Northern Gaza has been isolated by the Israeli military and almost completely cut off from humanitarian aid for weeks, according to the United Nations, which continues to warn about the threat of famine for people still living there.

One of the truck drivers who delivers humanitarian aid to northern Gaza, Ahmed Ayad, told ABC News on Wednesday that crowds of people waiting for food aid on Al-Rashid Street block the vehicles from reaching their final destination, prompting Israeli soldiers to open fire.

“They fire so that we can advance comfortably,” Ayad said. “But people don’t respond to the shooting, so they move toward us and take aid from the truck. They’re waiting. Everyone is anxious and the amount [of food] arriving is not enough.”

U.S.President Joe Biden said Thursday that the White House is looking into the reports of Israeli forces killing civilians.

“There are two complete versions of what happened. I don’t have an answer yet,” Biden said, adding that this will complicate the cease-fire negotiations.

The Biden administration is considering airdropping aid into Gaza, a U.S. official told ABC News.

-ABC News’ Nasser Atta, Morgan Winsor and Samy Zyara

Feb 29, 4:53 AM
Death toll tops 30,000 in Gaza

More than 30,000 people have been killed in the Gaza Strip since the latest outbreak of war between Hamas and Israel began on Oct. 7, according to Gaza’s Hamas-run Ministry of Health.

Over 70,000 others have been injured in Gaza since Oct. 7, the health ministry said in a statement on Thursday morning.

Of those killed, 75% are children, women and elderly people, according to a separate statement from Hamas.

The World Health Organization, the global health arm of the United Nations, also confirmed the grim milestone with Director-General Tedros Adhanom Ghebreyesus writing in a post on X, the social media platform formerly known as Twitter, that “a large majority” of those killed in Gaza are “women and children.”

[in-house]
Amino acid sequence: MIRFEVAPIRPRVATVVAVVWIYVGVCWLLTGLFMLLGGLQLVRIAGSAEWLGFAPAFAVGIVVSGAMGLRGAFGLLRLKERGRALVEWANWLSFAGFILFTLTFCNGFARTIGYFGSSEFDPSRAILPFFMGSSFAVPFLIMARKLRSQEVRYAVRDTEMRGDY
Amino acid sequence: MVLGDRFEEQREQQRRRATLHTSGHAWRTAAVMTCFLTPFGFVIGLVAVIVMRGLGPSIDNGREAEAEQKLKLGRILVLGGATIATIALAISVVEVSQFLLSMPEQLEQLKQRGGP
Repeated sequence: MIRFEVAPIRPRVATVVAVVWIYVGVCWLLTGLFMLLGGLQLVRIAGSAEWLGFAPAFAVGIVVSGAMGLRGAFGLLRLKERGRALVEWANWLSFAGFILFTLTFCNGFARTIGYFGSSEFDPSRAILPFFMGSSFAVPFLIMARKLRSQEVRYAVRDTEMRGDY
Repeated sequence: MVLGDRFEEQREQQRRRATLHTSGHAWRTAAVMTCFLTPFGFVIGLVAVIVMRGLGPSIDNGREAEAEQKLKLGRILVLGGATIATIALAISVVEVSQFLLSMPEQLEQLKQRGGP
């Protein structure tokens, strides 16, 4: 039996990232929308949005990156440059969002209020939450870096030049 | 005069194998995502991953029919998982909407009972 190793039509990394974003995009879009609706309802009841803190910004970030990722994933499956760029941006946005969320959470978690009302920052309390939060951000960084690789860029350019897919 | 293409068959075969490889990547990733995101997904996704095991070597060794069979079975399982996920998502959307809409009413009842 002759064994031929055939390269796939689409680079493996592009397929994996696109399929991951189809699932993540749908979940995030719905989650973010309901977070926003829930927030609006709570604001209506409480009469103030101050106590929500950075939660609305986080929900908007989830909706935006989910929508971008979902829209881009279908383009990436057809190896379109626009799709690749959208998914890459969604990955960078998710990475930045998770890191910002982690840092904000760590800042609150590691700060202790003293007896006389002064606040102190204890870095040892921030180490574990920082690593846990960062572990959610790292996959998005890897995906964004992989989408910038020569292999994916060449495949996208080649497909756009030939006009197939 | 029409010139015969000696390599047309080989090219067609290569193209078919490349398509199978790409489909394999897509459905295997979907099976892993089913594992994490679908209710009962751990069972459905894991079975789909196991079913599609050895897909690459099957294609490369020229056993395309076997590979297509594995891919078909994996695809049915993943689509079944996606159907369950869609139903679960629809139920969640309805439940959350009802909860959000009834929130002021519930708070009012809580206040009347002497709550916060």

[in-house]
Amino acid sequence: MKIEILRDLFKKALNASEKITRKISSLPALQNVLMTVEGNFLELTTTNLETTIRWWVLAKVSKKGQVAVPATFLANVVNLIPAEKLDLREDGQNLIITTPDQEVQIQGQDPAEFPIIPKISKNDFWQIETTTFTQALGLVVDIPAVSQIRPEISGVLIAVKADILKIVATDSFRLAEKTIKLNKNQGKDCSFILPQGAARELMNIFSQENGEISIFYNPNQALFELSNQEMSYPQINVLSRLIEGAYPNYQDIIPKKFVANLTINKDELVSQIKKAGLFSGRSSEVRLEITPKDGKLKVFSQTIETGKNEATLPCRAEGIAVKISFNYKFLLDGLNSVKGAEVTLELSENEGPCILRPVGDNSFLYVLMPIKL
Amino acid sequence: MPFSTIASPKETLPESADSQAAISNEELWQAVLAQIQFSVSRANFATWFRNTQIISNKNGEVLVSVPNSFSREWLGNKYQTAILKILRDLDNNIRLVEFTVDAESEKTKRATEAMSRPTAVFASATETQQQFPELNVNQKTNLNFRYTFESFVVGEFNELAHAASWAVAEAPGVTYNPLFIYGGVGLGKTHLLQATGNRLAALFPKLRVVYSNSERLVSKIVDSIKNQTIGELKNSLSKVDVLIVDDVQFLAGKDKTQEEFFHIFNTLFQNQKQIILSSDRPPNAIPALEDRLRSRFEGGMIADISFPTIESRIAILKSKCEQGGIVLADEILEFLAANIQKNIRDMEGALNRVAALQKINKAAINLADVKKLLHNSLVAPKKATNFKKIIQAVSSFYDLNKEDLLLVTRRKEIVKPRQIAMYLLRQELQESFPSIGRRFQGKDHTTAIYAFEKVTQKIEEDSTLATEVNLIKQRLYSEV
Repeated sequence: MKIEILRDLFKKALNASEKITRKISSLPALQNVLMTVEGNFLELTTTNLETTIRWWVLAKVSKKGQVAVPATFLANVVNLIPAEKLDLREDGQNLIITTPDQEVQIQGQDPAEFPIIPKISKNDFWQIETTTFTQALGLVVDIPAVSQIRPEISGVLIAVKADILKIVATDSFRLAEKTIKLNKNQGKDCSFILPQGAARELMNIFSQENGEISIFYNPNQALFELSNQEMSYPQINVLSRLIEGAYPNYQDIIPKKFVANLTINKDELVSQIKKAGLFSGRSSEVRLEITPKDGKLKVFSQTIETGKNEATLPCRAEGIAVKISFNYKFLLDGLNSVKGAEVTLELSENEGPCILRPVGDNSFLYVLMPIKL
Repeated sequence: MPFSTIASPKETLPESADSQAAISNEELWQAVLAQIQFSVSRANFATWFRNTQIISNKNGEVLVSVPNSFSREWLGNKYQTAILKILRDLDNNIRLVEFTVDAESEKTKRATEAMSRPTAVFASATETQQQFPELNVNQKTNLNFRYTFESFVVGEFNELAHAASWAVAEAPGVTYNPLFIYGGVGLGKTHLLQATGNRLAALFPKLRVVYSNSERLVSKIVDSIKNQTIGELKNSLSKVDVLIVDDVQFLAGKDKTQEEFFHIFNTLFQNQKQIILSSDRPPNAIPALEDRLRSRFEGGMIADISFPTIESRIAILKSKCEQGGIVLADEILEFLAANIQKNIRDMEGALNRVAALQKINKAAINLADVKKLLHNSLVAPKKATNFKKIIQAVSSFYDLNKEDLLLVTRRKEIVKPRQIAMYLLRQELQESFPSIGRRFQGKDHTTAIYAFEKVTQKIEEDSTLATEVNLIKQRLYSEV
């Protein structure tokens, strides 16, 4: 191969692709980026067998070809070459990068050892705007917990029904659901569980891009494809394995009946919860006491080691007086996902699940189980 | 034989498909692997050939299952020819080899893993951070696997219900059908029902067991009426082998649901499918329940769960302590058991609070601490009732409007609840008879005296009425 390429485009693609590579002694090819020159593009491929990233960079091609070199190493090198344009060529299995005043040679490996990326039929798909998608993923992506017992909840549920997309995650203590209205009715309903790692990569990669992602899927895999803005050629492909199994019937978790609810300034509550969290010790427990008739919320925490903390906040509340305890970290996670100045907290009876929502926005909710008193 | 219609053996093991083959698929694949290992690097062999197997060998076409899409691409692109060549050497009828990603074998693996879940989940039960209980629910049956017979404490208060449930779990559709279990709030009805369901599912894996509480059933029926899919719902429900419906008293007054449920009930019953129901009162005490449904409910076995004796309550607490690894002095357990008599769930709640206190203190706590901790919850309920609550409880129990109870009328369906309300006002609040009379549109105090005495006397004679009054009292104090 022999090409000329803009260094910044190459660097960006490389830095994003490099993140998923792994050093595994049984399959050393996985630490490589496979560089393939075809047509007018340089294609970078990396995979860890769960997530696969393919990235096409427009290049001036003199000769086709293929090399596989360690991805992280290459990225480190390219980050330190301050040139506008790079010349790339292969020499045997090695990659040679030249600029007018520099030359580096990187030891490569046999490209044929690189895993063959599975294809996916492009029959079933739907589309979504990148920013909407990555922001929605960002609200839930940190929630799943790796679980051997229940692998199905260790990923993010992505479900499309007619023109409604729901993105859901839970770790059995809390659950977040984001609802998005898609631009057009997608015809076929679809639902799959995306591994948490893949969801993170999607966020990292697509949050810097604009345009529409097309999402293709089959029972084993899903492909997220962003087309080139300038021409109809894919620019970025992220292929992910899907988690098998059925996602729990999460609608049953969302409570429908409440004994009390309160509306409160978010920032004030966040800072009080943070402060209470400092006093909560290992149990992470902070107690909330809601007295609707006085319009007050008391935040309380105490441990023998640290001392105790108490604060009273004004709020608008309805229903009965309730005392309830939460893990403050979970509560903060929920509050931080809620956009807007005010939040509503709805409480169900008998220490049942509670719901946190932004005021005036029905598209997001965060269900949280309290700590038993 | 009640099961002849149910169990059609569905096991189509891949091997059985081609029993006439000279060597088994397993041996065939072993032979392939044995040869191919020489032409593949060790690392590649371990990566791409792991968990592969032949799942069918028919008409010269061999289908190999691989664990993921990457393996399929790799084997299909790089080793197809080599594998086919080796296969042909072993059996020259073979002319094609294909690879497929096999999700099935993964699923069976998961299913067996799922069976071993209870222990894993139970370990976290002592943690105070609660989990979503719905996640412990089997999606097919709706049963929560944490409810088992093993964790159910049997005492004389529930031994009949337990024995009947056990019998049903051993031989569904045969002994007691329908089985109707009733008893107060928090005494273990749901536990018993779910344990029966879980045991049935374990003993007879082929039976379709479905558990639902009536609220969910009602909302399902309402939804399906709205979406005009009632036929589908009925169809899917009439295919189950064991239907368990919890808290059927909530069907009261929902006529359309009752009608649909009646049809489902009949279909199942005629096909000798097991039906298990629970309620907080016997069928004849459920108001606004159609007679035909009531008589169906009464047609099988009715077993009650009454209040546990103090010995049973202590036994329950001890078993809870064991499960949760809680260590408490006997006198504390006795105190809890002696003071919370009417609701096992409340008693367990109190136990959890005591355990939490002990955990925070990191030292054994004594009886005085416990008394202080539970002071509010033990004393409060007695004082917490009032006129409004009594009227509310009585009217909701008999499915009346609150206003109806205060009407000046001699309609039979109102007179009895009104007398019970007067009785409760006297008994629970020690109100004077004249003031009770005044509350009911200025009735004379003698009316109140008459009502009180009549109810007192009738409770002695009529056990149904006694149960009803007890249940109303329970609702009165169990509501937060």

Tedros called for a cease-fire, saying: “This horrific violence and suffering must end.”

-ABC News’ Morgan Winsor

Feb 28, 3:58 PM
US urges Israel to allow access to Al-Aqsa Mosque during Ramadan

U.S. Department of State spokesperson Matt Miller had no comment on Hamas’ calls for a march on Al-Aqsa Mosque in Jerusalem, but Miller did call on the Israeli government to allow worshipers to access the site during the holy month of Ramadan, stressing it was in Israel’s national security interest to avoid fueling tension in the occupied West Bank.

“I don’t have any comment on the call for marches,” Miller said during a press briefing Wednesday. “I would just say, as it pertains to Al-Aqsa, we continue to urge Israel to facilitate access to Temple Mount for peaceful worshipers during Ramadan, consistent with past practice.”

When asked whether the United States had received assurances that Israel — a close ally — would allow such access, Miller told reporters that the Biden administration was aware of “plans under consideration,” but said he did not know if a final decision had been made.

“It’s not just the right thing to do, it’s not just a matter of granting people religious freedom that they deserve, to which they have a right, but it’s also a matter that directly is important to Israel’s security,” he added.

The United States, along with Egypt and Qatar, has been mediating talks between Hamas and Israel since the war began.

-ABC News’ Shannon Crawford

Feb 28, 3:36 PM
State Department urges Israel to allow access to Al-Aqsa during Ramadan

State Department spokesperson Matt Miller had no comment on Hamas’ calls for a march on Al-Aqsa Mosque in Jerusalem, but Miller did call on Israel to allow worshipers to access the site during Ramadan, stressing it was in Israel’s national security interest to avoid fueling tension in the West Bank.

“I don’t have any comment on the call for marches,” Miller said. “I would just say, as it pertains to Al-Aqsa, we continue to urge Israel to facilitate access to Temple Mount for peaceful worshipers during Ramadan, consistent with past practice.”

Asked whether the U.S. had received assurances that the Israeli government would allow such access, Miller said the administration was aware of “plans under consideration,” but said he did not know if a final decision had been made.

“It’s not just the right thing to do, it’s not just a matter of granting people religious freedom that they deserve, to which they have a right, but it’s also a matter that directly is important to Israel’s security,” he said.

-ABC News’ Shannon Crawford

Feb 28, 3:14 PM
Israeli official says negotiations are slow

Progress toward reaching a hostage and cease-fire deal is slow, according to an Israeli political official with knowledge of the negotiations.

Gaps remain in the discussions surrounding the redeployment of Israeli forces to the Gaza Strip, residents returning to northern Gaza and how many Palestinian prisoners Israel is willing to release, the official said.

Israel’s war cabinet is expected to meet Thursday to discuss progress in the negotiations, the official said.

-ABC News’ Jordana Miller

Feb 28, 12:15 PM
Hamas says it’s showing ‘flexibility’ in talks but ‘ready’ to continue fighting